One of the characteristics I’ve noticed among watershape designers is a tendency to stick with what works. Nowhere is this more pronounced than with the often-tricky issue of working with color: It’s almost as if there’s an unwritten rule that a very small palette of very familiar colors are all that is appropriate – especially for pools and spas!
I believe that this lack of color creativity extends to some degree from familiarity with certain key products and their standard colors, be they tile, plaster or exposed-aggregate materials. To a much greater extent, however, I think the cause is a lack of basic education in color theory.
I speak from experience on this subject, because for all of my own efforts to grow as a designer, one area that has long eluded me is the vast world of possibilities that reside in the creative use of color. To help fill the gap, I recently turned to an introductory text about color theory, history and style entitled Choosing Colors : An Expert Choice of the Best Colors to Use in Your Home (Watson-Guptill Publications, 2003).
Written by Kevin McCloud, a man renowned in the United Kingdom as an expert on architectural styles and residential interior design, this 190-page, beautifully illustrated text offers a wonderfully informative look at the subject of color selection. Although it was written with residential interiors in mind, the ideas at play in the book are easily translated to our work in designing exterior spaces and watershapes of all kinds.
He approaches his subject by breaking it into six basic categories, starting with what he calls the “pure” colors, meaning the primary colors plus green. He also covers in great depth the colors closely associated with significant historical periods, using the examples of Middle Eastern tile, Greek pottery and Roman mosaics on his way to consideration of colors associated with modern aesthetic movements such as Art Deco. Moving along briskly, he spends time with natural palettes (mostly subtle earth tones), simple color palettes, complex palettes and, finally, vibrant colors.
In all, McCloud covers 64 color palettes, offering a variety of examples and insights having to do with why the groupings of colors work together. In just one pass through the book, I learned more about color theory than I did in any and all of my art classes back in school.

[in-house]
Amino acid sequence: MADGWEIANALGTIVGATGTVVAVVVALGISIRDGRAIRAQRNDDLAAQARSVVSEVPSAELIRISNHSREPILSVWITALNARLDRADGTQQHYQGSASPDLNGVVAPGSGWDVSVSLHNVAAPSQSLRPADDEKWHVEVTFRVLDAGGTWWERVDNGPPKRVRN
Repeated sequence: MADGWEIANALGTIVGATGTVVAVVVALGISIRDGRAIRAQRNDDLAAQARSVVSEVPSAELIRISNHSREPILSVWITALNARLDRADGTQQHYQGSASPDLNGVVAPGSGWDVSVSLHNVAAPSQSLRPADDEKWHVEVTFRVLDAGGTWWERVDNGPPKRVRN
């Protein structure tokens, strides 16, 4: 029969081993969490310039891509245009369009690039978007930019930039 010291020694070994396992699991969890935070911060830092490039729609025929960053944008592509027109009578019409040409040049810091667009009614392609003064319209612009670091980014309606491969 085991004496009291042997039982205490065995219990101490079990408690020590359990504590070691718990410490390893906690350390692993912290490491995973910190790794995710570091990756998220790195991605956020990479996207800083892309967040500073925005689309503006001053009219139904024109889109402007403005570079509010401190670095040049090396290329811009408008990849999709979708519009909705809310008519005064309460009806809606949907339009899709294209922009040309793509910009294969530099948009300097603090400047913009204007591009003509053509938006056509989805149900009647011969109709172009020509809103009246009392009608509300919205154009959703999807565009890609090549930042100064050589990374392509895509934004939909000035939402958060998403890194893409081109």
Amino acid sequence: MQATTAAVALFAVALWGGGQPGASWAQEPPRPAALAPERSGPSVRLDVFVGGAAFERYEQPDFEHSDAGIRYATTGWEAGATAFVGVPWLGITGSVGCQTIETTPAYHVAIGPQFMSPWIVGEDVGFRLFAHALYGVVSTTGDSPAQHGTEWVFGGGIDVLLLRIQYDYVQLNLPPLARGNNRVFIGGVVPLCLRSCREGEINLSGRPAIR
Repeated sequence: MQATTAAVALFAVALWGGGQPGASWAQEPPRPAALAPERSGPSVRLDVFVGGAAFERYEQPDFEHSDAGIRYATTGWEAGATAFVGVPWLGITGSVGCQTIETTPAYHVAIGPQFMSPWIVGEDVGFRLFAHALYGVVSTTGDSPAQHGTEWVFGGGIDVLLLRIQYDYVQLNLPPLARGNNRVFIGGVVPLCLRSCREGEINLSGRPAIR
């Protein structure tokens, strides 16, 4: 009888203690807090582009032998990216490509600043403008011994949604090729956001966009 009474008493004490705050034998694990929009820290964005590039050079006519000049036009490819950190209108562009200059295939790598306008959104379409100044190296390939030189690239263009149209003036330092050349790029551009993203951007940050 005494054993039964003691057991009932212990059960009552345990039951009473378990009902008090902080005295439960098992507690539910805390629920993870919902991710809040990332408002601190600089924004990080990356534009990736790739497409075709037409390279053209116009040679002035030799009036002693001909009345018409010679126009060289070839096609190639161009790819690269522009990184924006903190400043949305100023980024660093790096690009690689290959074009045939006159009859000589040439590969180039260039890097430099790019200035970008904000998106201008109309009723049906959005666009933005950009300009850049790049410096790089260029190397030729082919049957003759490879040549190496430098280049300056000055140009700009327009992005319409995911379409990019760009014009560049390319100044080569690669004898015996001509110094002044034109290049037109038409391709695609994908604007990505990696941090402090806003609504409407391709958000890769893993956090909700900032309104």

McCloud makes a big point in the text that the book itself was printed using a “hexachrome” or six-color printing process, a fact that he uses to make the point that modern technology is making a wider range of colors available to designers in a variety of fields. He also makes the key point that color, and particularly the creative use of color, can be extremely evocative on an emotional level – and is indeed similar to the sense of smell in its ability to stir memories.
Perhaps most helpful of all, the text concludes with a fantastic listing of other books and resources available to anyone interested in advancing his or her understanding of color theory, history and selection. (I’ve already ordered a couple of these for my own collection.)
As is the case with most basic texts on complex subjects, you will not come away from this book as an expert by any means. But in this book in particular, you get a great start. For my part, I found McCloud’s treatment of the subject to be both practical and inspirational, so much so that from now on I know that I’ll be looking beyond the familiar sets of color choices to zero in more fully on ways I can give my clients the very best in their watershapes and exterior spaces.
Mike Farley is a landscape designer with more than 20 years of experience and is currently a designer/project manager for Claffey Pools in Southlake, Texas. A graduate of Genesis 3’s Level I Design School, he holds a degree in landscape architecture from Texas Tech University and has worked as a watershaper in both California and Texas.